Maybe a little too skeptically, I press him: “So you really think you can pull this off?”

He replies with a smile: “Time will tell, time will tell.”

Political Nesting Dolls: Tzipi Livni the Politician Launches Tzipi Livni the Movement

Tuesday, November 27th, 2012

Politicians are by nature narcissistic creatures, but it is possible that former Kadima chairwoman Tzipi Livni will come down in history as the narcissist’s narcissist. This afternoon she announced the launching of her new party, to be named: The Movement under the Leadership of Tzipi Livini. And if you figured that it only sounds this bad in English, trust me, it sounds just as bizarre in Hebrew.

Tzipi Livni, chairwoman of the movement led by Tzipi Livni, with her dark blonde Prince Valiant, obviously after a good, pre-run diet to trim that zaftig post-defeat figure, told a room packed with her supporters (a huge no-no in Israeli politics, you don’t bring your fans to a press conference – as one Israeli reporter made sure to protest loudly during the live broadcast) that she had spotted a vacuum at the center of Israel’s political map, a vacuum created largely by the colossal failure of her own party – and that she was determined to go after those low hanging fruits of Israel’s mythical, undecided centrists.

The press conference and the announcement against a backdrop of campaign posters that bore her name, marked a kind of last stand for a leader whose career was always hers to lose. Like Dan Meridor and Benny Begin, Livni is member of the Likud royalty, a princess among princes, daughter of Eitan Livni, the chief of staff of the Irgun, Livni picked up her engraved invitation when she was appointed by Prime minister Benjamin Netanyahu in 1996 to manage the privatization of government-owned companies. In 1999 she made it, after one failed attempt, into the Knesset, and shortly thereafter was picked up by Prime Minister Ariel Sharon to serve in his government. She followed Sharon out of the Likud and into Kadima, all the time serving in a variety of ministerial positions, including a stint as Foreign Minister for Sharon’s successor Ehud Olmert.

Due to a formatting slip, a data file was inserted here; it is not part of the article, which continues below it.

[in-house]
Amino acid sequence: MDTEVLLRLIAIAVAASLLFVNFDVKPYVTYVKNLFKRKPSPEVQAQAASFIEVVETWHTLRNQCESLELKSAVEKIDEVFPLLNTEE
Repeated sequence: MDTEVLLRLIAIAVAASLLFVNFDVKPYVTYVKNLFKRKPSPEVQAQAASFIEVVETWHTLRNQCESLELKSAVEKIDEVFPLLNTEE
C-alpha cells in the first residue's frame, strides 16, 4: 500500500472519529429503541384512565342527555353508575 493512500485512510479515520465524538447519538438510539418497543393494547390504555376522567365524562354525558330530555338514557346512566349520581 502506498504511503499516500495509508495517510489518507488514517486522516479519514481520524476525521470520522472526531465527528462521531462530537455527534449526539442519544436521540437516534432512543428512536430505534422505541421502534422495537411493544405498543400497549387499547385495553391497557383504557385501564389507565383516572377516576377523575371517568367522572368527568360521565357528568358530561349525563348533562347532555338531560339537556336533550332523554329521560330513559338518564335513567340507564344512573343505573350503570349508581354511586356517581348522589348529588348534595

Then, in 2009, after Olmert was forced to resign following corruption charges, Livni led theKadima party to victory in the polls. She beat Netanyahu’s Likud party by one vote, 28 to 27. But Tzipi Livni who had made a superb second and third in command for three masters, was unable to apply the lessons she had learned and ended up being outmaneuvered by the wilier and more experienced Netanyahu, earning the dubious record of being the only party leader who won the numeric vote and didn’t get to form the coalition government.

This afternoon, a reporter hammered that point in with the kind of cruelty one expects of the Israeli press: With all due respect, she asked the candidate, the voter has already given you a mandate four years ago, and you dropped the ball. Why should anyone choose you again?

Livni, who had clearly been practicing for just this kind of an in-your-face dig, was nevertheless shaken by it. She answered that she had lost her first chance because she stuck by her values, and preferred to sit out the term on the opposition benches rather than lower her standards.

Ah, well, that’s encouraging.

With the date for submitting the final party lists approaching (next week), Livni received a generous prediction in one of this morning’s polls – 9 seats. But does she even have nine potential seat-worthy candidates, or is she going to follow the example another narcissist, Yair Lapid, and appoint her hairdresser, gardener and trainer?

It was a disheartening press conference of a political hack well past her prime who believes she has any credit left with the voters. From what we’ve seen this week at the Likud primaries, the Israeli voter has no problem dropping his leaders when they’ve disappointed him – and Tzipi Livni is one big, self inflated disappointment.